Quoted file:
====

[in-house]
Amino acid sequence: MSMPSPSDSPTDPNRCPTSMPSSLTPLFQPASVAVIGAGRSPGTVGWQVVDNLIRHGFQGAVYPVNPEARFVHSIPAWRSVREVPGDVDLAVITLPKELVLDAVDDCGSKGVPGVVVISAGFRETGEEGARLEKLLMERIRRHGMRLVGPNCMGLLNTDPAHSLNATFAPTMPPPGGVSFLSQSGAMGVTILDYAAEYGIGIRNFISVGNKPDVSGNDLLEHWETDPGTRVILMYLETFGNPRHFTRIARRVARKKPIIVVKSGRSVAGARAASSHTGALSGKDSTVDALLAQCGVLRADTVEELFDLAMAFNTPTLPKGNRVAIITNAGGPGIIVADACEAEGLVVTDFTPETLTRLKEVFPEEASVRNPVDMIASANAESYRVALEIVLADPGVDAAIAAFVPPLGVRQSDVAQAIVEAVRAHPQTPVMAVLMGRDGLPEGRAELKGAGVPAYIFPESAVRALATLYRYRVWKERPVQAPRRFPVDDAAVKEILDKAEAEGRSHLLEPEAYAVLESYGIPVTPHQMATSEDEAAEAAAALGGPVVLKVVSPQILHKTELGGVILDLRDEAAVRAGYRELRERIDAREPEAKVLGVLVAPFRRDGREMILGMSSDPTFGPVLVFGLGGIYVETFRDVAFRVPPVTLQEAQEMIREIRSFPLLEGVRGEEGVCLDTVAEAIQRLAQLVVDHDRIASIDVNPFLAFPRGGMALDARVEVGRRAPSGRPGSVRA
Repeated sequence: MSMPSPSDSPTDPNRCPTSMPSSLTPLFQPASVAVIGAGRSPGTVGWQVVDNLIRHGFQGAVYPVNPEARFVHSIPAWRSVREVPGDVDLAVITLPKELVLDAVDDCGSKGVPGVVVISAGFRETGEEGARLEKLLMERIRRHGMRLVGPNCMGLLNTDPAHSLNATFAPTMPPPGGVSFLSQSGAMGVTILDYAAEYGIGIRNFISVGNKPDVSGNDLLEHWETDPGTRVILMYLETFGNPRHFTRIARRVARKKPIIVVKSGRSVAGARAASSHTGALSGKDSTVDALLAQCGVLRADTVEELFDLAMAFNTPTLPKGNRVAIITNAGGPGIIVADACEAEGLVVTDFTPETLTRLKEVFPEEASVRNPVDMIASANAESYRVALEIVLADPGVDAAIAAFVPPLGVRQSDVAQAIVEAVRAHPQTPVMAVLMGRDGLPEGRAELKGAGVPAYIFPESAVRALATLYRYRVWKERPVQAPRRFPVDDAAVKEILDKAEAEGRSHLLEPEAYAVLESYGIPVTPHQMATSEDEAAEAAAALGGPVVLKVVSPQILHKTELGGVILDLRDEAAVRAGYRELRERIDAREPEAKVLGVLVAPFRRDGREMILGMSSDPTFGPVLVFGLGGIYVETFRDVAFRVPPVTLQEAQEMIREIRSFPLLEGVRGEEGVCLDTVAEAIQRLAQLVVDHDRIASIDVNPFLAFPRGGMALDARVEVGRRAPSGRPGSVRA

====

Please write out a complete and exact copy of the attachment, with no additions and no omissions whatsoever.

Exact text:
[in-house]
Amino acid sequence: MSMPSPSDSPTDPNRCPTSMPSSLTPLFQPASVAVIGAGRSPGTVGWQVVDNLIRHGFQGAVYPVNPEARFVHSIPAWRSVREVPGDVDLAVITLPKELVLDAVDDCGSKGVPGVVVISAGFRETGEEGARLEKLLMERIRRHGMRLVGPNCMGLLNTDPAHSLNATFAPTMPPPGGVSFLSQSGAMGVTILDYAAEYGIGIRNFISVGNKPDVSGNDLLEHWETDPGTRVILMYLETFGNPRHFTRIARRVARKKPIIVVKSGRSVAGARAASSHTGALSGKDSTVDALLAQCGVLRADTVEELFDLAMAFNTPTLPKGNRVAIITNAGGPGIIVADACEAEGLVVTDFTPETLTRLKEVFPEEASVRNPVDMIASANAESYRVALEIVLADPGVDAAIAAFVPPLGVRQSDVAQAIVEAVRAHPQTPVMAVLMGRDGLPEGRAELKGAGVPAYIFPESAVRALATLYRYRVWKERPVQAPRRFPVDDAAVKEILDKAEAEGRSHLLEPEAYAVLESYGIPVTPHQMATSEDEAAEAAAALGGPVVLKVVSPQILHKTELGGVILDLRDEAAVRAGYRELRERIDAREPEAKVLGVLVAPFRRDGREMILGMSSDPTFGPVLVFGLGGIYVETFRDVAFRVPPVTLQEAQEMIREIRSFPLLEGVRGEEGVCLDTVAEAIQRLAQLVVDHDRIASIDVNPFLAFPRGGMALDARVEVGRRAPSGRPGSVRA
Repeated sequence: MSMPSPSDSPTDPNRCPTSMPSSLTPLFQPASVAVIGAGRSPGTVGWQVVDNLIRHGFQGAVYPVNPEARFVHSIPAWRSVREVPGDVDLAVITLPKELVLDAVDDCGSKGVPGVVVISAGFRETGEEGARLEKLLMERIRRHGMRLVGPNCMGLLNTDPAHSLNATFAPTMPPPGGVSFLSQSGAMGVTILDYAAEYGIGIRNFISVGNKPDVSGNDLLEHWETDPGTRVILMYLETFGNPRHFTRIARRVARKKPIIVVKSGRSVAGARAASSHTGALSGKDSTVDALLAQCGVLRADTVEELFDLAMAFNTPTLPKGNRVAIITNAGGPGIIVADACEAEGLVVTDFTPETLTRLKEVFPEEASVRNPVDMIASANAESYRVALEIVLADPGVDAAIAAFVPPLGVRQSDVAQAIVEAVRAHPQTPVMAVLMGRDGLPEGRAELKGAGVPAYIFPESAVRALATLYRYRVWKERPVQAPRRFPVDDAAVKEILDKAEAEGRSHLLEPEAYAVLESYGIPVTPHQMATSEDEAAEAAAALGGPVVLKVVSPQILHKTELGGVILDLRDEAAVRAGYRELRERIDAREPEAKVLGVLVAPFRRDGREMILGMSSDPTFGPVLVFGLGGIYVETFRDVAFRVPPVTLQEAQEMIREIRSFPLLEGVRGEEGVCLDTVAEAIQRLAQLVVDHDRIASIDVNPFLAFPRGGMALDARVEVGRRAPSGRPGSVRA